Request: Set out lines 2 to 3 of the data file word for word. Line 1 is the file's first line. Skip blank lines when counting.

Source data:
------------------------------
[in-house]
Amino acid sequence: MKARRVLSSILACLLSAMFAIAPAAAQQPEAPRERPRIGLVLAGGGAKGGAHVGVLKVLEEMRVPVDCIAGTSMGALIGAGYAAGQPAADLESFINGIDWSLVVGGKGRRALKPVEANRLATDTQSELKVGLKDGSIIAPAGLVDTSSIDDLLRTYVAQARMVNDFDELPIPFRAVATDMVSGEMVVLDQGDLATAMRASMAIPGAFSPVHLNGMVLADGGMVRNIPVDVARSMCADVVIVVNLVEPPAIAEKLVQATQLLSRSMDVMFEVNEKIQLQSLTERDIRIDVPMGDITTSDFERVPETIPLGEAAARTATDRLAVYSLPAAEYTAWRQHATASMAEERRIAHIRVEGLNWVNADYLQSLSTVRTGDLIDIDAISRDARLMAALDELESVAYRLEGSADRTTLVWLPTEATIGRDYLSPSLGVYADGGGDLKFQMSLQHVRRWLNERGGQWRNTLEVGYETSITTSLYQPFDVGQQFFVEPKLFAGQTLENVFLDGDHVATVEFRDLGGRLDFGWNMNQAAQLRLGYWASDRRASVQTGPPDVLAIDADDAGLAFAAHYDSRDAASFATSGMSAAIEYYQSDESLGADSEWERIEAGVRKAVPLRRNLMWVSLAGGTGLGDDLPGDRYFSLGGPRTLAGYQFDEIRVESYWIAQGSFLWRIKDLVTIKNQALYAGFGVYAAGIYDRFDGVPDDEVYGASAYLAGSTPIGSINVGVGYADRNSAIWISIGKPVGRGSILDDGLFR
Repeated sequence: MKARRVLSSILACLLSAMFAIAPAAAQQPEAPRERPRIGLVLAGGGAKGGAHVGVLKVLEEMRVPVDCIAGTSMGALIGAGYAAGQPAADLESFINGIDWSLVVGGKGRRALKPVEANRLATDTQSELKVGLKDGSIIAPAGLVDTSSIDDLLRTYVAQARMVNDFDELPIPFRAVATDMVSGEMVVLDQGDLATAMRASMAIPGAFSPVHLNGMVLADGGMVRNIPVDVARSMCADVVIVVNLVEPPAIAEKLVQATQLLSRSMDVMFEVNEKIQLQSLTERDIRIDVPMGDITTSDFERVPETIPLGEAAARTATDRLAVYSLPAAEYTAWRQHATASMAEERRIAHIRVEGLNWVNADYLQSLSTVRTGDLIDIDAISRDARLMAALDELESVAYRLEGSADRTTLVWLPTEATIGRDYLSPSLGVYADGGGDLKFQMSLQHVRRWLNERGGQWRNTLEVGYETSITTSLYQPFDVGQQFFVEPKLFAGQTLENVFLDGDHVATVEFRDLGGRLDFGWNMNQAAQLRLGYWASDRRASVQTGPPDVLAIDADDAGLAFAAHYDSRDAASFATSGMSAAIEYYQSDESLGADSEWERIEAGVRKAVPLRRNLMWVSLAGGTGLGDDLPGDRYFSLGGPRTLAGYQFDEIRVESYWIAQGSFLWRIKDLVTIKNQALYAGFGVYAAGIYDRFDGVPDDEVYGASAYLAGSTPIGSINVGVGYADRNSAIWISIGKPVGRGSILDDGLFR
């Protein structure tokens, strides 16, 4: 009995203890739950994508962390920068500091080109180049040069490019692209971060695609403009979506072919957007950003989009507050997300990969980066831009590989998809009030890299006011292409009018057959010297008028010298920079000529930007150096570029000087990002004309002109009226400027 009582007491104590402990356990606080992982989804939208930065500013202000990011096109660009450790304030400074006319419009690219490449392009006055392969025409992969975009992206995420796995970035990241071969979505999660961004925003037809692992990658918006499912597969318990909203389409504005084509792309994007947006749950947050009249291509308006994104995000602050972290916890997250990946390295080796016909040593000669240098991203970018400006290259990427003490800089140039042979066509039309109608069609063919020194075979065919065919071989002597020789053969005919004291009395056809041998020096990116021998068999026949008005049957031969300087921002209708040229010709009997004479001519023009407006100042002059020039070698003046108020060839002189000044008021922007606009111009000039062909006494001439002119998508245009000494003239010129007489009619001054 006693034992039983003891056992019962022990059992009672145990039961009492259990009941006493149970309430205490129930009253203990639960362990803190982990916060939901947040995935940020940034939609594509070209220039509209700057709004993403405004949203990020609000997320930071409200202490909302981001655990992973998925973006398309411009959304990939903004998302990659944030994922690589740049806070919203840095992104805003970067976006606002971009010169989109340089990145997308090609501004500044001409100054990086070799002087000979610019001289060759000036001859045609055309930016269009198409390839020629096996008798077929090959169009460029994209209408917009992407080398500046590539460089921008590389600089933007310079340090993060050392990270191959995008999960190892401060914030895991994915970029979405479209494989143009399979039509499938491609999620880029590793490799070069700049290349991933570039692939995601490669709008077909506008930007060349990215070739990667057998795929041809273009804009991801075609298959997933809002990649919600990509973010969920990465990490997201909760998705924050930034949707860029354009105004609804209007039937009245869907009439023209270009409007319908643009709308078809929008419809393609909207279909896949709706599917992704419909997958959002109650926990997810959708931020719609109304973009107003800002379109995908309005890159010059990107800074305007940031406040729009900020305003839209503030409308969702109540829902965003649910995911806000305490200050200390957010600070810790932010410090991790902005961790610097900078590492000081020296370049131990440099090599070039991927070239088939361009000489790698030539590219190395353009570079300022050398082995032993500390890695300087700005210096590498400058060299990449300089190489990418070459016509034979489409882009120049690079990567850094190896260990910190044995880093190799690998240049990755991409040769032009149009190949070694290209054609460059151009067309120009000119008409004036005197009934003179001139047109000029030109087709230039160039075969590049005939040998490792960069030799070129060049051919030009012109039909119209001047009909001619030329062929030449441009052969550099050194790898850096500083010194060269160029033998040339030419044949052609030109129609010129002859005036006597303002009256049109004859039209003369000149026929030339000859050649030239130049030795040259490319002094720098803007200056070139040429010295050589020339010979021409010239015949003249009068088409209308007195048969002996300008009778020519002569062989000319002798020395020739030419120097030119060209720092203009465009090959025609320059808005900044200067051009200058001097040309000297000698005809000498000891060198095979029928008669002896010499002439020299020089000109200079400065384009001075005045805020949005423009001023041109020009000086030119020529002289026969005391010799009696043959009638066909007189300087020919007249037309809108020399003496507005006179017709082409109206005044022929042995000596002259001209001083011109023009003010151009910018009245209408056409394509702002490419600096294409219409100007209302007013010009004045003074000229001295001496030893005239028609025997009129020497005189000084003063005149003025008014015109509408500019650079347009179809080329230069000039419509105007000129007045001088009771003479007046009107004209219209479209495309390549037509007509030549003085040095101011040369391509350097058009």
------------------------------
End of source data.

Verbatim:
Amino acid sequence: MKARRVLSSILACLLSAMFAIAPAAAQQPEAPRERPRIGLVLAGGGAKGGAHVGVLKVLEEMRVPVDCIAGTSMGALIGAGYAAGQPAADLESFINGIDWSLVVGGKGRRALKPVEANRLATDTQSELKVGLKDGSIIAPAGLVDTSSIDDLLRTYVAQARMVNDFDELPIPFRAVATDMVSGEMVVLDQGDLATAMRASMAIPGAFSPVHLNGMVLADGGMVRNIPVDVARSMCADVVIVVNLVEPPAIAEKLVQATQLLSRSMDVMFEVNEKIQLQSLTERDIRIDVPMGDITTSDFERVPETIPLGEAAARTATDRLAVYSLPAAEYTAWRQHATASMAEERRIAHIRVEGLNWVNADYLQSLSTVRTGDLIDIDAISRDARLMAALDELESVAYRLEGSADRTTLVWLPTEATIGRDYLSPSLGVYADGGGDLKFQMSLQHVRRWLNERGGQWRNTLEVGYETSITTSLYQPFDVGQQFFVEPKLFAGQTLENVFLDGDHVATVEFRDLGGRLDFGWNMNQAAQLRLGYWASDRRASVQTGPPDVLAIDADDAGLAFAAHYDSRDAASFATSGMSAAIEYYQSDESLGADSEWERIEAGVRKAVPLRRNLMWVSLAGGTGLGDDLPGDRYFSLGGPRTLAGYQFDEIRVESYWIAQGSFLWRIKDLVTIKNQALYAGFGVYAAGIYDRFDGVPDDEVYGASAYLAGSTPIGSINVGVGYADRNSAIWISIGKPVGRGSILDDGLFR
Repeated sequence: MKARRVLSSILACLLSAMFAIAPAAAQQPEAPRERPRIGLVLAGGGAKGGAHVGVLKVLEEMRVPVDCIAGTSMGALIGAGYAAGQPAADLESFINGIDWSLVVGGKGRRALKPVEANRLATDTQSELKVGLKDGSIIAPAGLVDTSSIDDLLRTYVAQARMVNDFDELPIPFRAVATDMVSGEMVVLDQGDLATAMRASMAIPGAFSPVHLNGMVLADGGMVRNIPVDVARSMCADVVIVVNLVEPPAIAEKLVQATQLLSRSMDVMFEVNEKIQLQSLTERDIRIDVPMGDITTSDFERVPETIPLGEAAARTATDRLAVYSLPAAEYTAWRQHATASMAEERRIAHIRVEGLNWVNADYLQSLSTVRTGDLIDIDAISRDARLMAALDELESVAYRLEGSADRTTLVWLPTEATIGRDYLSPSLGVYADGGGDLKFQMSLQHVRRWLNERGGQWRNTLEVGYETSITTSLYQPFDVGQQFFVEPKLFAGQTLENVFLDGDHVATVEFRDLGGRLDFGWNMNQAAQLRLGYWASDRRASVQTGPPDVLAIDADDAGLAFAAHYDSRDAASFATSGMSAAIEYYQSDESLGADSEWERIEAGVRKAVPLRRNLMWVSLAGGTGLGDDLPGDRYFSLGGPRTLAGYQFDEIRVESYWIAQGSFLWRIKDLVTIKNQALYAGFGVYAAGIYDRFDGVPDDEVYGASAYLAGSTPIGSINVGVGYADRNSAIWISIGKPVGRGSILDDGLFR